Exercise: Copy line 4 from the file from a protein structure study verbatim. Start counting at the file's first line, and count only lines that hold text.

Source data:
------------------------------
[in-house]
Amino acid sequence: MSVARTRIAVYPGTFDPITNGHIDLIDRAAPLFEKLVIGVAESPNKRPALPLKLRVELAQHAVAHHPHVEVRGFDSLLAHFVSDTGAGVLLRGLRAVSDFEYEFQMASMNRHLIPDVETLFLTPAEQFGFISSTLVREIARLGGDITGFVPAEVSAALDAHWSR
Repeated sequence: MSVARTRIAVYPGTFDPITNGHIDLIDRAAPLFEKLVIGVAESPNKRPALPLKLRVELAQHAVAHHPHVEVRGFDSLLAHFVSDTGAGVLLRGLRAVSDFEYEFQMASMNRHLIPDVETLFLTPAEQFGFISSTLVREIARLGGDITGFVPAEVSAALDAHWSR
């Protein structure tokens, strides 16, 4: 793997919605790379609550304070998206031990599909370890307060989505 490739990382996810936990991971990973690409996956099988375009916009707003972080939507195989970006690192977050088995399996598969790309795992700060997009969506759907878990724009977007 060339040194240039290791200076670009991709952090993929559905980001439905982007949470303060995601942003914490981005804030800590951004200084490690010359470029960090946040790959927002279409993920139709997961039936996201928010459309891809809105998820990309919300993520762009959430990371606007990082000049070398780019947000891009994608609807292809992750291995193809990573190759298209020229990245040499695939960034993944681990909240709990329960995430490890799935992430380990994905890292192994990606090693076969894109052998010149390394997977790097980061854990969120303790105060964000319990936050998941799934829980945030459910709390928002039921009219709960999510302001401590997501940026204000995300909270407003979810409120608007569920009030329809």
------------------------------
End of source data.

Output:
């Protein structure tokens, strides 16, 4: 793997919605790379609550304070998206031990599909370890307060989505 490739990382996810936990991971990973690409996956099988375009916009707003972080939507195989970006690192977050088995399996598969790309795992700060997009969506759907878990724009977007 060339040194240039290791200076670009991709952090993929559905980001439905982007949470303060995601942003914490981005804030800590951004200084490690010359470029960090946040790959927002279409993920139709997961039936996201928010459309891809809105998820990309919300993520762009959430990371606007990082000049070398780019947000891009994608609807292809992750291995193809990573190759298209020229990245040499695939960034993944681990909240709990329960995430490890799935992430380990994905890292192994990606090693076969894109052998010149390394997977790097980061854990969120303790105060964000319990936050998941799934829980945030459910709390928002039921009219709960999510302001401590997501940026204000995300909270407003979810409120608007569920009030329809």